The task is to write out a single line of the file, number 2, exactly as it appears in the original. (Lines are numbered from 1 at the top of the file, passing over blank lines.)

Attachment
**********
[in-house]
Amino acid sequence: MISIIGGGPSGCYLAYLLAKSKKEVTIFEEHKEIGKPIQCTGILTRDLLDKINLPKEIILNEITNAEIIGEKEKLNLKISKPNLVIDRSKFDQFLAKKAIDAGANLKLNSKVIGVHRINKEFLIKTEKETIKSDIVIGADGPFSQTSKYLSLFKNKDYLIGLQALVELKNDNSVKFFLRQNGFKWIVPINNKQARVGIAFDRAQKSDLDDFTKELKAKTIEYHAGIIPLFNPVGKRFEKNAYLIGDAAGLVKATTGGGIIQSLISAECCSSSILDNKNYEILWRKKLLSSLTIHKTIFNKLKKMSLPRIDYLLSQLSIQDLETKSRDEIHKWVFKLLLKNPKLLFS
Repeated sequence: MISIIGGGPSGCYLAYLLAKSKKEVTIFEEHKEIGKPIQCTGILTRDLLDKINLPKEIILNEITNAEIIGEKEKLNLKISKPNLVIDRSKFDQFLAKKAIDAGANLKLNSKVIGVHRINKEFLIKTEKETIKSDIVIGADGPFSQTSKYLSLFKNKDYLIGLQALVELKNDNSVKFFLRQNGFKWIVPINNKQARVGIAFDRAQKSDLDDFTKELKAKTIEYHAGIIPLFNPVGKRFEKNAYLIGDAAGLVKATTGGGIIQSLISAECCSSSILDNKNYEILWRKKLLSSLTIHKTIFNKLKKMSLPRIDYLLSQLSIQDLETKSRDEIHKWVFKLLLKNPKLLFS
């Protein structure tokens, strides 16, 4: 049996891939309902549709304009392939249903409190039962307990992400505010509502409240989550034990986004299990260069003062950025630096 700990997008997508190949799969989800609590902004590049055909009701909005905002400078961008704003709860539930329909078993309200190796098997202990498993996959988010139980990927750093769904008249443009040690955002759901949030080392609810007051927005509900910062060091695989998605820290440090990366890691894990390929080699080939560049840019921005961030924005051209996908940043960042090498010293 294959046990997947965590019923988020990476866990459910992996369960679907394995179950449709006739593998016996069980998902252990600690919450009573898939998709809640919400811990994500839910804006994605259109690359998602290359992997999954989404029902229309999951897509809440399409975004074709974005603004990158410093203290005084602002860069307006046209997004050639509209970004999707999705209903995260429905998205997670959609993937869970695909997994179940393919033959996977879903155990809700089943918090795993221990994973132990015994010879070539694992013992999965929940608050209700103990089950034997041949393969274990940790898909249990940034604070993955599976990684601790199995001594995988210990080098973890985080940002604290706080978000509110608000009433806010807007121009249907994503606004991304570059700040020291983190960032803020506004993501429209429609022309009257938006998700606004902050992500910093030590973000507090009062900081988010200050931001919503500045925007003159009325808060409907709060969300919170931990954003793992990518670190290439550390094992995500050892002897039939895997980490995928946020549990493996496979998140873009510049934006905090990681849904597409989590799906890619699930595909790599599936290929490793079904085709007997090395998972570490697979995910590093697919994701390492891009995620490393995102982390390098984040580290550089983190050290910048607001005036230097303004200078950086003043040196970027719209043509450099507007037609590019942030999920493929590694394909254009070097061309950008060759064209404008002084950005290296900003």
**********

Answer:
Amino acid sequence: MISIIGGGPSGCYLAYLLAKSKKEVTIFEEHKEIGKPIQCTGILTRDLLDKINLPKEIILNEITNAEIIGEKEKLNLKISKPNLVIDRSKFDQFLAKKAIDAGANLKLNSKVIGVHRINKEFLIKTEKETIKSDIVIGADGPFSQTSKYLSLFKNKDYLIGLQALVELKNDNSVKFFLRQNGFKWIVPINNKQARVGIAFDRAQKSDLDDFTKELKAKTIEYHAGIIPLFNPVGKRFEKNAYLIGDAAGLVKATTGGGIIQSLISAECCSSSILDNKNYEILWRKKLLSSLTIHKTIFNKLKKMSLPRIDYLLSQLSIQDLETKSRDEIHKWVFKLLLKNPKLLFS